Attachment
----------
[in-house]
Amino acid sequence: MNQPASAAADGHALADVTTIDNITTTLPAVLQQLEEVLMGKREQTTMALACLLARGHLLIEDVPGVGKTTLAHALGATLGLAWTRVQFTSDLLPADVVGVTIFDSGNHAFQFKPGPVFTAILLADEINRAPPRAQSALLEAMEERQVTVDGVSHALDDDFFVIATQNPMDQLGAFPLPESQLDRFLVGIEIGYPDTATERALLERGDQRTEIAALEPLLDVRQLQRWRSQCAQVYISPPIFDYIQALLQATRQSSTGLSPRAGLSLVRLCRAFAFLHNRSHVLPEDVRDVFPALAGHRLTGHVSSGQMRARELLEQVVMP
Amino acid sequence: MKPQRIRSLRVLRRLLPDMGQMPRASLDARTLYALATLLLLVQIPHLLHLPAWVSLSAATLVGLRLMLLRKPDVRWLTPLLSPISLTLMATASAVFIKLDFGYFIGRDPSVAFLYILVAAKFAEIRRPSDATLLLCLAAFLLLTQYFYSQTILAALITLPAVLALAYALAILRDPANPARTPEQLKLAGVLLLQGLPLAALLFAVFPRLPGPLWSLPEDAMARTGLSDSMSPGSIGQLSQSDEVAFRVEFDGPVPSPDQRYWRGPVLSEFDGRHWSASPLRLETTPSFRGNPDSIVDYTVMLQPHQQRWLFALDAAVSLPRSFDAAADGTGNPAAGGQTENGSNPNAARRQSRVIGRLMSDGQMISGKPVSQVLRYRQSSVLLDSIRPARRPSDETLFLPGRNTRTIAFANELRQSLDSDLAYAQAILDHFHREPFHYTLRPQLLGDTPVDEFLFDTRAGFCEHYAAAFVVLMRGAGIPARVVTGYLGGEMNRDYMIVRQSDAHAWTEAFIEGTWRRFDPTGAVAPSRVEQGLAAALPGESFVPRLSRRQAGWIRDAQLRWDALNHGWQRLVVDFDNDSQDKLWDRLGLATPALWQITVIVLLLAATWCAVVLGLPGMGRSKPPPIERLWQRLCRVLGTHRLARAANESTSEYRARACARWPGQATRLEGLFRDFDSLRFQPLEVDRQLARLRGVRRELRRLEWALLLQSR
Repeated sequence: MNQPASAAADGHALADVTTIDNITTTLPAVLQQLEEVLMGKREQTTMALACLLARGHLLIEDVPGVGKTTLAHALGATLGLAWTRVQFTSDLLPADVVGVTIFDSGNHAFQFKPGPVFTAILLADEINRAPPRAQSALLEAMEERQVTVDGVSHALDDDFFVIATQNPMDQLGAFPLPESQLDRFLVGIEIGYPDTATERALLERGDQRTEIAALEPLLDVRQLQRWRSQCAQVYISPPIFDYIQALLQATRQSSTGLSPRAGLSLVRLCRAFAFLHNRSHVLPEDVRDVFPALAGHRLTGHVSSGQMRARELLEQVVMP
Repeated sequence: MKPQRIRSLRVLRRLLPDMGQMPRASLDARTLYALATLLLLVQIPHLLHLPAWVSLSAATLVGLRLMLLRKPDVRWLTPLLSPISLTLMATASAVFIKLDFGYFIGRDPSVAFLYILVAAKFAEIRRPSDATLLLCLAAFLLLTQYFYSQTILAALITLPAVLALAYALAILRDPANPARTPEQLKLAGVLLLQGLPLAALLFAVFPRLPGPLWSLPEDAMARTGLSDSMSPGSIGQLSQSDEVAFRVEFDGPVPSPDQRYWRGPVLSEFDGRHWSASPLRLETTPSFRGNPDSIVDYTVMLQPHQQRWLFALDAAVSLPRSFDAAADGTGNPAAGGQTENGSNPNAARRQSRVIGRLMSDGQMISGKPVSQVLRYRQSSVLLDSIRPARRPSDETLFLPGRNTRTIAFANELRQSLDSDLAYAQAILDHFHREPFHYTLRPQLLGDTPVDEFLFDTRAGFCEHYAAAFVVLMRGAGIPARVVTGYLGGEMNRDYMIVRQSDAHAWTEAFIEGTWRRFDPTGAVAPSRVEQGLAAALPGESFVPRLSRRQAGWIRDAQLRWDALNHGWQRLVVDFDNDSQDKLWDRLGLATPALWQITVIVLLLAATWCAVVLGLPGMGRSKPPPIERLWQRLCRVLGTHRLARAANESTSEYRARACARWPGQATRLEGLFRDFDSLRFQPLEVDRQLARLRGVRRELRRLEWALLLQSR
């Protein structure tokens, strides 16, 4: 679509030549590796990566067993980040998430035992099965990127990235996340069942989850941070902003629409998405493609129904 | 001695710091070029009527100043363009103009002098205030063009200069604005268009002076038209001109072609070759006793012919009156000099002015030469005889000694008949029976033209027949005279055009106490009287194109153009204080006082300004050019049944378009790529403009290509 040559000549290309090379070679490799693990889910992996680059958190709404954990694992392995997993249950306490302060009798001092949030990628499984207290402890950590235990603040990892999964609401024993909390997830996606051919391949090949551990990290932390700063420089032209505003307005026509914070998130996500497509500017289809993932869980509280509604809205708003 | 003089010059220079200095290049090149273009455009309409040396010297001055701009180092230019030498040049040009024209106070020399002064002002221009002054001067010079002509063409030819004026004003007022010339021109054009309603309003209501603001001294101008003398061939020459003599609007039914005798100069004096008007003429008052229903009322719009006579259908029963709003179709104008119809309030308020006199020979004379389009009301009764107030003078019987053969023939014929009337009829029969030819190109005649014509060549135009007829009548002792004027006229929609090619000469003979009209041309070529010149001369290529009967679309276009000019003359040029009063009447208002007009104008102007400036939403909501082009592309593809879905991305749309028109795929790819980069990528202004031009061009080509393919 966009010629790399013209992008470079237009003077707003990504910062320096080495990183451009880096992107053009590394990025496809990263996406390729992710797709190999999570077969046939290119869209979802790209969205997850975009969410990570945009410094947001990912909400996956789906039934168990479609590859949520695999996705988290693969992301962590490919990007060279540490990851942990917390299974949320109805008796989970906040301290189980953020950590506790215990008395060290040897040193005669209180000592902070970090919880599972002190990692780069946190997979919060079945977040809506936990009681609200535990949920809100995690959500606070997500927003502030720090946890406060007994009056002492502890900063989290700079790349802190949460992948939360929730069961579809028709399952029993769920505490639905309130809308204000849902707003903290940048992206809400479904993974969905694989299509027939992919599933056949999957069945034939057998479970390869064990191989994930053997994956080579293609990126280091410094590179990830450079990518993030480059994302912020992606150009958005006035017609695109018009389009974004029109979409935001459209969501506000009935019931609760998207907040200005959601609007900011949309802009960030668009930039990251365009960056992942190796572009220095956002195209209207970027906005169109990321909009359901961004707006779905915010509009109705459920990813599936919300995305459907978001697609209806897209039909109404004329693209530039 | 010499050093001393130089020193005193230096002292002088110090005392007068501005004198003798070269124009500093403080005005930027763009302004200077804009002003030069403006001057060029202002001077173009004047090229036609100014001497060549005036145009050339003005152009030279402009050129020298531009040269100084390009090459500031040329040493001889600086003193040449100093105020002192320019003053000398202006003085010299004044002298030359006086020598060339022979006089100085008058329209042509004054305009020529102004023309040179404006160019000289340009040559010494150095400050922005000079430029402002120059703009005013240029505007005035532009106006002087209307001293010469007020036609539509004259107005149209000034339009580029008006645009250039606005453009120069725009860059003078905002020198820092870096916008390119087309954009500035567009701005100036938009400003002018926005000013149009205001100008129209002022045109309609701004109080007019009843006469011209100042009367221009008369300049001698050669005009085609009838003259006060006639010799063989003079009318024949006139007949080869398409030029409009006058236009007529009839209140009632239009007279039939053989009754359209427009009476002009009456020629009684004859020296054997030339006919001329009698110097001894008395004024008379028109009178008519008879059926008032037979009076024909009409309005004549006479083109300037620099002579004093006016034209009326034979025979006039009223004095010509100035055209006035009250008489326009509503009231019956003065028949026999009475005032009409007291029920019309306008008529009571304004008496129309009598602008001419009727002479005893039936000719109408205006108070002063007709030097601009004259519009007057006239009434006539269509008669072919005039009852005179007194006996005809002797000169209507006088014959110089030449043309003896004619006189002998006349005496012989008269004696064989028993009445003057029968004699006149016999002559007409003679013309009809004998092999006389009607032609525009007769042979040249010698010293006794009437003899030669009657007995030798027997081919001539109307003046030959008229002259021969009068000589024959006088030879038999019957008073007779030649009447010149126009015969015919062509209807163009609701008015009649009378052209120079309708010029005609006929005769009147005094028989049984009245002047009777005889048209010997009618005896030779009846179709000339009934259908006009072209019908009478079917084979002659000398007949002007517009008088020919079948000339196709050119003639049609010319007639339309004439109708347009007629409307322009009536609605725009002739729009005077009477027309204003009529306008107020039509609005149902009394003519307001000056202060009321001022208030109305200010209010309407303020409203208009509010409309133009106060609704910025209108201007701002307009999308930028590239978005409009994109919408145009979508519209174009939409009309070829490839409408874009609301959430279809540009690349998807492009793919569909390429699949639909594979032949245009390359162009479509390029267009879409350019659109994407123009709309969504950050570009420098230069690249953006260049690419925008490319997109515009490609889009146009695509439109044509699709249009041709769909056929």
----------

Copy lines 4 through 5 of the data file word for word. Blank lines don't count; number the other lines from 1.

Repeated sequence: MNQPASAAADGHALADVTTIDNITTTLPAVLQQLEEVLMGKREQTTMALACLLARGHLLIEDVPGVGKTTLAHALGATLGLAWTRVQFTSDLLPADVVGVTIFDSGNHAFQFKPGPVFTAILLADEINRAPPRAQSALLEAMEERQVTVDGVSHALDDDFFVIATQNPMDQLGAFPLPESQLDRFLVGIEIGYPDTATERALLERGDQRTEIAALEPLLDVRQLQRWRSQCAQVYISPPIFDYIQALLQATRQSSTGLSPRAGLSLVRLCRAFAFLHNRSHVLPEDVRDVFPALAGHRLTGHVSSGQMRARELLEQVVMP
Repeated sequence: MKPQRIRSLRVLRRLLPDMGQMPRASLDARTLYALATLLLLVQIPHLLHLPAWVSLSAATLVGLRLMLLRKPDVRWLTPLLSPISLTLMATASAVFIKLDFGYFIGRDPSVAFLYILVAAKFAEIRRPSDATLLLCLAAFLLLTQYFYSQTILAALITLPAVLALAYALAILRDPANPARTPEQLKLAGVLLLQGLPLAALLFAVFPRLPGPLWSLPEDAMARTGLSDSMSPGSIGQLSQSDEVAFRVEFDGPVPSPDQRYWRGPVLSEFDGRHWSASPLRLETTPSFRGNPDSIVDYTVMLQPHQQRWLFALDAAVSLPRSFDAAADGTGNPAAGGQTENGSNPNAARRQSRVIGRLMSDGQMISGKPVSQVLRYRQSSVLLDSIRPARRPSDETLFLPGRNTRTIAFANELRQSLDSDLAYAQAILDHFHREPFHYTLRPQLLGDTPVDEFLFDTRAGFCEHYAAAFVVLMRGAGIPARVVTGYLGGEMNRDYMIVRQSDAHAWTEAFIEGTWRRFDPTGAVAPSRVEQGLAAALPGESFVPRLSRRQAGWIRDAQLRWDALNHGWQRLVVDFDNDSQDKLWDRLGLATPALWQITVIVLLLAATWCAVVLGLPGMGRSKPPPIERLWQRLCRVLGTHRLARAANESTSEYRARACARWPGQATRLEGLFRDFDSLRFQPLEVDRQLARLRGVRRELRRLEWALLLQSR